Happy faces all around (family and friends)

How one story changed an entire city

Scrumpy Dad
3 min readFeb 16, 2024


I had a great time with my family and friends earlier this week. We celebrated Carnaval in the city of ‘s-Hertogenbosch (Netherlands), renamed Oeteldonk for the occasion.

Did you know that the origin of Carnaval-like celebrations goes way back to ancient European festivals by the Greeks and Romans? It was a reversal ritual where social roles were reversed and norms were suspended, a rite of passage from darkness to light, from winter to summer.

Eventually, when the Christian Church tried to ban this ancient folk culture, people in ‘s-Hertogenbosch got creative. In 1882, they self-organized and devised a new story to refine their version of Carnaval. Every year, the city of ‘s-Hertogenbosch would transform into the village of Oeteldonk, referencing the city’s foundation on sandbanks in the local marshlands. Social ranks and hierarchy would cease to exist for three full days, and everybody would be equal as peasants. Oeteldonk has its own tricolore (red, white, and yellow) and even an anthem in dialect. And so the story of Oeteldonk was born.

Oeteldonk traditions

You need some key figures and new rituals for a successful cultural transformation. Here are some typical Oeteldonk traditions that might amuse you:

  • During Carnaval, there is a new mayor in town called Peer vaan den Muggenheuvel tot den Bobberd. Muggenheuvel translates to mosquito hill, another reference to the marshlands. Peer acts as the host to the visiting Prince.
  • In many other cities, Prince Carnaval is elected every year. In Oeteldonk, we have Prince Amadeiro, who is appointed for life and only visits for three days. He arrives by train on Sunday morning at 11:11 and is welcomed by Peer. That’s the official start of the celebrations. There is even an official stepping stone on platform 1, where the Prince will get off the train and touch Oeteldonk soil.
  • Knillis is the symbolic figure representing all peasants. The Prince reveals his statue on the Market place on Sunday afternoon. Knillis is wearing the traditional outfit for all people of Oeteldonk: a blue smock, white mittens, and a farmer’s hat. Knillis is symbolically buried on Tuesday at 23:55, the official end of Carnaval.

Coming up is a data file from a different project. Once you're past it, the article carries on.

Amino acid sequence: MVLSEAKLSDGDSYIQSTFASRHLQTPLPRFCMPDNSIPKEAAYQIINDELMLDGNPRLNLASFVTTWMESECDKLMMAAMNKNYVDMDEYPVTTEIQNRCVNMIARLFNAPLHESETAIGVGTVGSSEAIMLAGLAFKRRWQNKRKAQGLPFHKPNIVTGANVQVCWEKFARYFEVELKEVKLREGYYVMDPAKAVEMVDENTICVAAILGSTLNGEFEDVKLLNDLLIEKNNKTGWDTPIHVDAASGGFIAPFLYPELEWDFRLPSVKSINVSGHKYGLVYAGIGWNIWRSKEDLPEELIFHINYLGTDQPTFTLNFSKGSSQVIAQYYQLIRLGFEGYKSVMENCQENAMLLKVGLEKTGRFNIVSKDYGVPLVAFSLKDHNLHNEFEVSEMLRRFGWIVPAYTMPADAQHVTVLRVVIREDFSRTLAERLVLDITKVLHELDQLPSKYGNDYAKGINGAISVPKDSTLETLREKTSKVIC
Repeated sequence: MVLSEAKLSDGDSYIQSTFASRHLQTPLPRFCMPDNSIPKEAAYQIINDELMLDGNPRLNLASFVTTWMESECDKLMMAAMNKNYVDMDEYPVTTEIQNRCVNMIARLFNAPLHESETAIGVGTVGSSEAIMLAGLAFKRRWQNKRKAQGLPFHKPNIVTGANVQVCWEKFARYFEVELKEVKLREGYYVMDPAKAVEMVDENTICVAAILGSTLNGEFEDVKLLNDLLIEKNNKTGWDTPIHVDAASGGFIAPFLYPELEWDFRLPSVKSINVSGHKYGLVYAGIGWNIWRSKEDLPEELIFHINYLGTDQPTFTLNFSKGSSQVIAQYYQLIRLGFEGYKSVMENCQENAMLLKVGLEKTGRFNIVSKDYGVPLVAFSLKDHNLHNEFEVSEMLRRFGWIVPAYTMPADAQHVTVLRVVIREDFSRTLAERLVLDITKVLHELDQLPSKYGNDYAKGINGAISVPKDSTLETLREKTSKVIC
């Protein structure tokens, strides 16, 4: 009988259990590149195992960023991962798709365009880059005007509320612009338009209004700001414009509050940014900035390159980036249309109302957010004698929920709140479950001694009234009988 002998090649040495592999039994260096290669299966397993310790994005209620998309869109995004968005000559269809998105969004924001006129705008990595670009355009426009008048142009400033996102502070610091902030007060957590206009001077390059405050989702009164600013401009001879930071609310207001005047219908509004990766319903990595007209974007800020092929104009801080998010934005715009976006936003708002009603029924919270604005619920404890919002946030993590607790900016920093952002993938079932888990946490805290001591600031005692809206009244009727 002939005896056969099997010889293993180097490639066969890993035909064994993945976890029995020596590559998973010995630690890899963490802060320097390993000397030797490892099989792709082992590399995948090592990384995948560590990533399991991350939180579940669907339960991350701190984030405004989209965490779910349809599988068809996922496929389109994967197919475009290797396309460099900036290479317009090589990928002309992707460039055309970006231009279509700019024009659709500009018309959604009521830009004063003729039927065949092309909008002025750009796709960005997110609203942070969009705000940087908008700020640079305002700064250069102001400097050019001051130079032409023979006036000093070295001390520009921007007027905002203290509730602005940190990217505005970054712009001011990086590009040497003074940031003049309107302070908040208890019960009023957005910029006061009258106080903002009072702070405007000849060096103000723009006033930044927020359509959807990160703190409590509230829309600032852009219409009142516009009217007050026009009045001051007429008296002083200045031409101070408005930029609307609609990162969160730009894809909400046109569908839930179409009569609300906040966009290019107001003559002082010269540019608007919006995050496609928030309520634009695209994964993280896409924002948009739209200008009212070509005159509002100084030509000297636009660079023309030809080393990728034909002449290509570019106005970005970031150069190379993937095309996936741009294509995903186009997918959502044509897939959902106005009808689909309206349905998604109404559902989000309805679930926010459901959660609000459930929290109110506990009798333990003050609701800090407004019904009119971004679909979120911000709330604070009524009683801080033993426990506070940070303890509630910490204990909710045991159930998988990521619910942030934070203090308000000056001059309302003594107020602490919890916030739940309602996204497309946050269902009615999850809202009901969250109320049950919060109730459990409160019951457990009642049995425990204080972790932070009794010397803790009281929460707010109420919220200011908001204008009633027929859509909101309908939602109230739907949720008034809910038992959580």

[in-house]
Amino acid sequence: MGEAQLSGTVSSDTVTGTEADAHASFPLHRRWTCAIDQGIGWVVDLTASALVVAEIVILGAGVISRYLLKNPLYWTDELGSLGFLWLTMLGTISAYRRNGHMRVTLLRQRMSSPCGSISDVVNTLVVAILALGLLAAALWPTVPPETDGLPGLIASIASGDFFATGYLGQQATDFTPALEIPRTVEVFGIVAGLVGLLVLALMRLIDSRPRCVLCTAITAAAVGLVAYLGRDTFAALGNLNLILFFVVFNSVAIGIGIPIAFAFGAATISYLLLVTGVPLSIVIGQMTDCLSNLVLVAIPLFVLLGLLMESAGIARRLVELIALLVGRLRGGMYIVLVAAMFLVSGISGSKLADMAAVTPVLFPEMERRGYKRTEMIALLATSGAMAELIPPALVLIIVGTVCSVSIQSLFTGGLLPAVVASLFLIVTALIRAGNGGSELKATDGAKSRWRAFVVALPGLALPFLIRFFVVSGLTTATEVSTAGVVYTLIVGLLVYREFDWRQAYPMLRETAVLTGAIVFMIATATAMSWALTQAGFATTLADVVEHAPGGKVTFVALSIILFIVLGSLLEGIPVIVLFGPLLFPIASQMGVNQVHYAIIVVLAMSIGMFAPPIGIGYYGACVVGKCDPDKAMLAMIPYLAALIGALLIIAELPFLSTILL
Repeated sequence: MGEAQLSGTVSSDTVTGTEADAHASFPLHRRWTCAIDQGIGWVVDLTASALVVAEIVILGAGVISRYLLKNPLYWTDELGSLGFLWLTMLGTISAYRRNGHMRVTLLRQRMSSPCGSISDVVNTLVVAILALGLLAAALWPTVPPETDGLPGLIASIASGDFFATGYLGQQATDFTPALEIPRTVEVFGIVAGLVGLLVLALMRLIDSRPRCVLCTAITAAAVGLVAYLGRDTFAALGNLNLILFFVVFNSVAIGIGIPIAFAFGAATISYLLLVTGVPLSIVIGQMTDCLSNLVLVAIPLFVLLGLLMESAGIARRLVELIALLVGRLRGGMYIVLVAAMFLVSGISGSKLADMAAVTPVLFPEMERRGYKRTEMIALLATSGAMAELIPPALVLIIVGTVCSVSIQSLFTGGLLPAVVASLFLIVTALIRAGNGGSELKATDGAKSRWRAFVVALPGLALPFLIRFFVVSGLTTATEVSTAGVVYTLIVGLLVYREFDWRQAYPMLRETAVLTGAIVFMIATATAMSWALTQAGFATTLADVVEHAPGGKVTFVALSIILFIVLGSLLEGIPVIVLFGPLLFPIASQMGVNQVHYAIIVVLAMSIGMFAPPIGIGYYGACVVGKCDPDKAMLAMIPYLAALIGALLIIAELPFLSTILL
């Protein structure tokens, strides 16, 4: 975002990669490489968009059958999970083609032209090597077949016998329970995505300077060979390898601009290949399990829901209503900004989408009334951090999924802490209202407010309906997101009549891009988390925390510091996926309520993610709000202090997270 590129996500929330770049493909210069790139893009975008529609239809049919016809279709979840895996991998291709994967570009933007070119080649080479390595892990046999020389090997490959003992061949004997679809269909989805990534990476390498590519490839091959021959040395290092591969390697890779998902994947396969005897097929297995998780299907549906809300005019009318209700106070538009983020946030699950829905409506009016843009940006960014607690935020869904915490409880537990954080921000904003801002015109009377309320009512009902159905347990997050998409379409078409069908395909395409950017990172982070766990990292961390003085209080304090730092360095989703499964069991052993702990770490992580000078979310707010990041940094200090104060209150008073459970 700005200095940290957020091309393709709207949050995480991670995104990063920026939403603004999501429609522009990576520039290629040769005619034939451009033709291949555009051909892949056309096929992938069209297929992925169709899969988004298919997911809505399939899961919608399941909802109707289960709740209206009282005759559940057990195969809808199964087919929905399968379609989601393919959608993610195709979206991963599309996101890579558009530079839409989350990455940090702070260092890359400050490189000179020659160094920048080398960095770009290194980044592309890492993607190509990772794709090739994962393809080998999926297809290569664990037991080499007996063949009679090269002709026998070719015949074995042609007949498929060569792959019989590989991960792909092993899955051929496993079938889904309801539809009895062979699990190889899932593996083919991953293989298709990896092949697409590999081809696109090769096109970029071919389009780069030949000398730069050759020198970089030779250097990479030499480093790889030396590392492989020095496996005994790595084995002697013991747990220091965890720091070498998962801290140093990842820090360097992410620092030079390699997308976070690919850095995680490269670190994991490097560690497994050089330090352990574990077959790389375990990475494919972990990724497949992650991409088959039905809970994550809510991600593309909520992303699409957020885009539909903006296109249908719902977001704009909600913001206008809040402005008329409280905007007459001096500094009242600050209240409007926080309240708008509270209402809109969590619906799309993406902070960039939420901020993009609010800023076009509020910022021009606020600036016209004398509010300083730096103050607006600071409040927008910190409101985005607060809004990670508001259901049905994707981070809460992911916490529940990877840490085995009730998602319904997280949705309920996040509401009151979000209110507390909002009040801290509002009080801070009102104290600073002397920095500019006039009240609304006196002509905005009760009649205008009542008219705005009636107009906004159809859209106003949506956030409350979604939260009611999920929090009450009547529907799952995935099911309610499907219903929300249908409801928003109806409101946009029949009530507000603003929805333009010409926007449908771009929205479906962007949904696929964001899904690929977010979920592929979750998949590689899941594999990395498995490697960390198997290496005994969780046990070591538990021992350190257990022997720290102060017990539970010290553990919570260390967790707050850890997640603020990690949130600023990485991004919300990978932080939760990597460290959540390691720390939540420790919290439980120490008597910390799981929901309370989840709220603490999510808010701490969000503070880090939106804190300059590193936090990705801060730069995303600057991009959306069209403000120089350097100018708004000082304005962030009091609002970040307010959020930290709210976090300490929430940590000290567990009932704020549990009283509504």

• When you visit Oeteldonk, you will stand out if you think it’s a costume party like in many other places. It’s best to wear at least an Oeteldonk shawl and matching gloves to demonstrate that you appreciate the story. Bonus points if you wear an outfit like Knillis or a jacket, as in the picture. You are not supposed to wash your outfit after Carnaval, by the way…..
  • There are more and more opportunities for people to get involved in the design of celebrations. There are competitions to elect the Carnaval song of the year, the new slogan for next year, and the design of the new patch to be stitched on your outfit.
  • …and there is much, much more….

Personal experience

My wife and stepdaughter are from down south and are experienced Carnaval-goers. I celebrated Carnaval for the first time in 2019 and was hooked immediately, dropping my prejudice. The atmosphere is friendly, music is everywhere, and people are having a good time together. Thanks to the standard outfit, you feel a natural bond with the people around you. All generations are represented, from families with toddlers up to elderly couples. Attending some official ceremonies to immerse yourself in the Oeteldonk tradition is also quite fun.

When my kids joined a year later, they were enthusiastic too. And now they are bringing along their friends. We had much fun chatting, singing, and dancing on the streets. The occasional short rain shower couldn’t stop us.

Although we only moved to ‘s-Hertogenbosch in 2019, I love this town and its rich culture, including this Oeteldonk Carnaval tradition. It’s amazing how a story can transform a community, keep evolving, and appeal to recent newcomers like me.

Take care and till next time!

Kind regards,

Herman / Scrumpy Dad

I help people find their purpose and stay loyal to their goals and values so they can create more happiness in their lives.

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Scrumpy Dad

Scrum Master & Agile Coach, passionate about personal development, applying work practices at home to build a happy family life. linkedin.com/in/hjameeuwsen